But the media machine, with so much at stake, was not going simply take it.
Phones immediately began ringing in the Downtown office of attorney Kelli L. Sager, who specializes in media law and has successfully represented the press before Judge Ito in the past. Possessed of a strong, logical mind and a clear delivery, Sager also has a warm personality, permitting her to get through to a judge who doesn’t think much of her clients.
Sager knew there was trouble even before the calls arrived. Dressed in casual clothes, she’d been in her office working on another case when she flipped on the television set, just in time to see “Simpson Unplugged.”
She changed into a dark blue suit and drove the now-familiar path to the Criminal Courts Building 10 minutes away.
Walking quickly, without a smile, she headed to the television pool office, where a tape of the incident was waiting for her.
She then received word that Ito had recessed court and wanted to see her. In his chambers, Ito and Sager watched the tape. “You could see there was writing of some kind, but you couldn’t make it out,” she said later.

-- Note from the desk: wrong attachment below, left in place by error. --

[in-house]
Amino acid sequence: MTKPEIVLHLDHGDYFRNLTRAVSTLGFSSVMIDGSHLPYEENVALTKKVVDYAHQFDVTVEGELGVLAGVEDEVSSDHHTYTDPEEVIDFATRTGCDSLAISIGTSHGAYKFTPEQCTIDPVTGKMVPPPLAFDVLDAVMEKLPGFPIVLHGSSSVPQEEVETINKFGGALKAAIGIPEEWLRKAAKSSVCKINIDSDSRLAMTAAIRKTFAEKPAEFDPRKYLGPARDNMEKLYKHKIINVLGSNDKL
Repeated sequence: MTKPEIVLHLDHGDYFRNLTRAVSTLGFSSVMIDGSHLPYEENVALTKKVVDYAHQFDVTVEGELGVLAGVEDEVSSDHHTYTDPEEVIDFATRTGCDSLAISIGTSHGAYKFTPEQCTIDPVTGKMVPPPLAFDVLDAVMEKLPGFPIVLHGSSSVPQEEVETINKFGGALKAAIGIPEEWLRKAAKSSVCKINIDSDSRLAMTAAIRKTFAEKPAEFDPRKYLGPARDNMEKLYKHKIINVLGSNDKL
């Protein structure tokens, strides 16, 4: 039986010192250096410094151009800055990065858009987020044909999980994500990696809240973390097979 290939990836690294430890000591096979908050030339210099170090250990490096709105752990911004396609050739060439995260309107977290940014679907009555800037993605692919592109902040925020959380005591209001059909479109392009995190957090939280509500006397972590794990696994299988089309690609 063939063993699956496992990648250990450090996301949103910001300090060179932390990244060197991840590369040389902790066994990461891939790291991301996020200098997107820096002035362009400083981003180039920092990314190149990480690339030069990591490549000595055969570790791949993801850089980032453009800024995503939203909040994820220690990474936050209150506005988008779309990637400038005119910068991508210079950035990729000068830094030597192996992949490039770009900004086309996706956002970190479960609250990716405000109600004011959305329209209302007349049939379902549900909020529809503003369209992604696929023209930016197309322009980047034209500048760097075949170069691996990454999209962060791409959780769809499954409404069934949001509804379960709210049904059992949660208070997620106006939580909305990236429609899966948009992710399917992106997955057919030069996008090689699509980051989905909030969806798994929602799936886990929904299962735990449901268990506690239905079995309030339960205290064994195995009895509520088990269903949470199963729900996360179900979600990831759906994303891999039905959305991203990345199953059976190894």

Sager made two points to Ito: The cameraman didn’t intend to show the note. And “it would be a real disservice to the public to turn the cameras off at this point.”
Ito agreed. The cameras in the courtroom, he said, performed a public service.
So, after fining the television pool $1,500, Ito relented but ordered that Simpson be taped only above the shoulders.
Once again, Ito has made it clear that he considers himself the producer and director of the greatest TV show on Earth. And he’s as mercurial and temperamental as anything Hollywood has to offer.
For all the personnel and technology, all the fiber-optics, cables, computers, phones, satellite dishes, portable studios and Porta Pottis, the world’s reporters and media moguls know that their link to the trial is a most uncertain connection.